There are a number of reasons to pound a piece of meat madly before cooking it, though not all of them make sense.
For example, one reason you often hear is that it saves you time — that by flattening the meat first, or so the theory goes, you can cook the meat that much faster. Which of course you can: that part is inarguable. But the extra time it will take to flatten the meat is probably, if anything, going to be longer than the time it would take to simply cook the original piece.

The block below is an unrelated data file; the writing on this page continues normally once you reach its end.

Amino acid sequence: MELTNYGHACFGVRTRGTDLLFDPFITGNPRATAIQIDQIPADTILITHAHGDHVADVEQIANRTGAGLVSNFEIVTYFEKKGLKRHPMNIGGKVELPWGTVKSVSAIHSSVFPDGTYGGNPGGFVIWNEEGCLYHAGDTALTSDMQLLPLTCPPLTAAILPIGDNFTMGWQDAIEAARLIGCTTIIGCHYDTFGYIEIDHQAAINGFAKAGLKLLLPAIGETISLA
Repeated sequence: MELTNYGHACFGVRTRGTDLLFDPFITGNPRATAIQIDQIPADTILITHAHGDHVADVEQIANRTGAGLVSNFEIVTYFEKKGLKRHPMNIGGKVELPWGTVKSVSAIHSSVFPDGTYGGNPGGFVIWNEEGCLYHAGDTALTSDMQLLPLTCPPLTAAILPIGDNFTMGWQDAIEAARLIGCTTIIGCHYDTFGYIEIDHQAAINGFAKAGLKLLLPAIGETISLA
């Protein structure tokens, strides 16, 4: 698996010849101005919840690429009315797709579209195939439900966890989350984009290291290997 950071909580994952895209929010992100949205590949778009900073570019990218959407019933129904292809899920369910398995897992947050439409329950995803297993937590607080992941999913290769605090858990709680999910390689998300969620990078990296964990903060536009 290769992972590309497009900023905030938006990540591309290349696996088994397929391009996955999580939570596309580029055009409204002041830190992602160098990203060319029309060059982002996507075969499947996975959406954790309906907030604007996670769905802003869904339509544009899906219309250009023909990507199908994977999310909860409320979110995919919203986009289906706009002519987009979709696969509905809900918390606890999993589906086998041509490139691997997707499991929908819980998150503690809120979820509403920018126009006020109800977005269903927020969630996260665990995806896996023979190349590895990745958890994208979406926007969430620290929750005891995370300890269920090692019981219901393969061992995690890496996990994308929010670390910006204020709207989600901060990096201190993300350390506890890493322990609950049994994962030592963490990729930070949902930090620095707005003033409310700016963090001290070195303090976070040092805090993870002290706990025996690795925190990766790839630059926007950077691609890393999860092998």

There are other, better reasons for pounding, however. By broadening the meat’s surface area, you increase the amount of meat that browns and becomes crisp during cooking. In these cases, making a paillard — or, if you like, a cutlet or a scallop — is definitely the way to go. All you need to do is take a boneless cut of meat at least half an inch thick, slice into it horizontally and open it up like a book. (Alternatively, cut through it all the way so you end up with two pieces).
Then flatten it.
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